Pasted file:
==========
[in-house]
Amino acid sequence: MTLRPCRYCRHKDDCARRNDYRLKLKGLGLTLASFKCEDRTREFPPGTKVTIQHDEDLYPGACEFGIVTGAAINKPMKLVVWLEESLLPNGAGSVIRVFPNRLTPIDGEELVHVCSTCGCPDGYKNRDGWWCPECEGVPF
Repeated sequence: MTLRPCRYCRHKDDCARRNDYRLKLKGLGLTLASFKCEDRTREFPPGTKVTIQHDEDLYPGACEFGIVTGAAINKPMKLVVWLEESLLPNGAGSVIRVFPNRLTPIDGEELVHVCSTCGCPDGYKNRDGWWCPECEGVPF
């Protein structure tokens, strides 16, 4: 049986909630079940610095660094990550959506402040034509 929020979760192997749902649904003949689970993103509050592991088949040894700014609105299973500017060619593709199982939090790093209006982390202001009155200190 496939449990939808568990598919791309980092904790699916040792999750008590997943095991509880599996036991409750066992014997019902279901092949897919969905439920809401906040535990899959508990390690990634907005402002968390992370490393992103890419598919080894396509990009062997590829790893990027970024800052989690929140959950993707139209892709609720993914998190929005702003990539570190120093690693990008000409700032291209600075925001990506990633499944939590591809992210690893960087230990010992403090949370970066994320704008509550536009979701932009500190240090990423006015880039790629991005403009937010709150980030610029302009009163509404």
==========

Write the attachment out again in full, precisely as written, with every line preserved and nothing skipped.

[in-house]
Amino acid sequence: MTLRPCRYCRHKDDCARRNDYRLKLKGLGLTLASFKCEDRTREFPPGTKVTIQHDEDLYPGACEFGIVTGAAINKPMKLVVWLEESLLPNGAGSVIRVFPNRLTPIDGEELVHVCSTCGCPDGYKNRDGWWCPECEGVPF
Repeated sequence: MTLRPCRYCRHKDDCARRNDYRLKLKGLGLTLASFKCEDRTREFPPGTKVTIQHDEDLYPGACEFGIVTGAAINKPMKLVVWLEESLLPNGAGSVIRVFPNRLTPIDGEELVHVCSTCGCPDGYKNRDGWWCPECEGVPF
């Protein structure tokens, strides 16, 4: 049986909630079940610095660094990550959506402040034509 929020979760192997749902649904003949689970993103509050592991088949040894700014609105299973500017060619593709199982939090790093209006982390202001009155200190 496939449990939808568990598919791309980092904790699916040792999750008590997943095991509880599996036991409750066992014997019902279901092949897919969905439920809401906040535990899959508990390690990634907005402002968390992370490393992103890419598919080894396509990009062997590829790893990027970024800052989690929140959950993707139209892709609720993914998190929005702003990539570190120093690693990008000409700032291209600075925001990506990633499944939590591809992210690893960087230990010992403090949370970066994320704008509550536009979701932009500190240090990423006015880039790629991005403009937010709150980030610029302009009163509404």